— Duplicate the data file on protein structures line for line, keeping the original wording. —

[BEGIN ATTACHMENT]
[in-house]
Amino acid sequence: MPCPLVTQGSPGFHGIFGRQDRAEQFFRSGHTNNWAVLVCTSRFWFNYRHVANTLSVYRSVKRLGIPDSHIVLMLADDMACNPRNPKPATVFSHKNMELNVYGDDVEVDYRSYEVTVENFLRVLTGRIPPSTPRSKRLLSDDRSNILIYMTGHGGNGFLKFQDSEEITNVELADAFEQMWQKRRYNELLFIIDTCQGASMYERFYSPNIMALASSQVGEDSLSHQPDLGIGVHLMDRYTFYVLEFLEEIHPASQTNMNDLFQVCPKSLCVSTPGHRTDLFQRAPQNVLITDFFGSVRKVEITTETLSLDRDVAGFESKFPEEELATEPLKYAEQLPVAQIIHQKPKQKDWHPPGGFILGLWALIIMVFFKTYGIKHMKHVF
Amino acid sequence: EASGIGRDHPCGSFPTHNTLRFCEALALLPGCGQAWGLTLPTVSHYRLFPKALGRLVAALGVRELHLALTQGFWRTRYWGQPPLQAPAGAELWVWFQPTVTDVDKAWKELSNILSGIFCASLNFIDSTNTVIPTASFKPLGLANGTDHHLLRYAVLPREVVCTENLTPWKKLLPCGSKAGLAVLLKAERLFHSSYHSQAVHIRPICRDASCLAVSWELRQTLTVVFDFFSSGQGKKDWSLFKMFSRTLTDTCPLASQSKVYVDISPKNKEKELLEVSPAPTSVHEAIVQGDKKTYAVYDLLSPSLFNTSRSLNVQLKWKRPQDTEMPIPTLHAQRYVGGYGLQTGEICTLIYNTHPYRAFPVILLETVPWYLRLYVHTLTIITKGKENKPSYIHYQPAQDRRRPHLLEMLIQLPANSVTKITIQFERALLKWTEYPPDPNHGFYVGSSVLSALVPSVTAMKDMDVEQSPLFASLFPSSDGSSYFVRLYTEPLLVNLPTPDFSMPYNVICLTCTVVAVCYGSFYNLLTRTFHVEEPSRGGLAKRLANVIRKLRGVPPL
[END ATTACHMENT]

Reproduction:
[in-house]
Amino acid sequence: MPCPLVTQGSPGFHGIFGRQDRAEQFFRSGHTNNWAVLVCTSRFWFNYRHVANTLSVYRSVKRLGIPDSHIVLMLADDMACNPRNPKPATVFSHKNMELNVYGDDVEVDYRSYEVTVENFLRVLTGRIPPSTPRSKRLLSDDRSNILIYMTGHGGNGFLKFQDSEEITNVELADAFEQMWQKRRYNELLFIIDTCQGASMYERFYSPNIMALASSQVGEDSLSHQPDLGIGVHLMDRYTFYVLEFLEEIHPASQTNMNDLFQVCPKSLCVSTPGHRTDLFQRAPQNVLITDFFGSVRKVEITTETLSLDRDVAGFESKFPEEELATEPLKYAEQLPVAQIIHQKPKQKDWHPPGGFILGLWALIIMVFFKTYGIKHMKHVF
Amino acid sequence: EASGIGRDHPCGSFPTHNTLRFCEALALLPGCGQAWGLTLPTVSHYRLFPKALGRLVAALGVRELHLALTQGFWRTRYWGQPPLQAPAGAELWVWFQPTVTDVDKAWKELSNILSGIFCASLNFIDSTNTVIPTASFKPLGLANGTDHHLLRYAVLPREVVCTENLTPWKKLLPCGSKAGLAVLLKAERLFHSSYHSQAVHIRPICRDASCLAVSWELRQTLTVVFDFFSSGQGKKDWSLFKMFSRTLTDTCPLASQSKVYVDISPKNKEKELLEVSPAPTSVHEAIVQGDKKTYAVYDLLSPSLFNTSRSLNVQLKWKRPQDTEMPIPTLHAQRYVGGYGLQTGEICTLIYNTHPYRAFPVILLETVPWYLRLYVHTLTIITKGKENKPSYIHYQPAQDRRRPHLLEMLIQLPANSVTKITIQFERALLKWTEYPPDPNHGFYVGSSVLSALVPSVTAMKDMDVEQSPLFASLFPSSDGSSYFVRLYTEPLLVNLPTPDFSMPYNVICLTCTVVAVCYGSFYNLLTRTFHVEEPSRGGLAKRLANVIRKLRGVPPL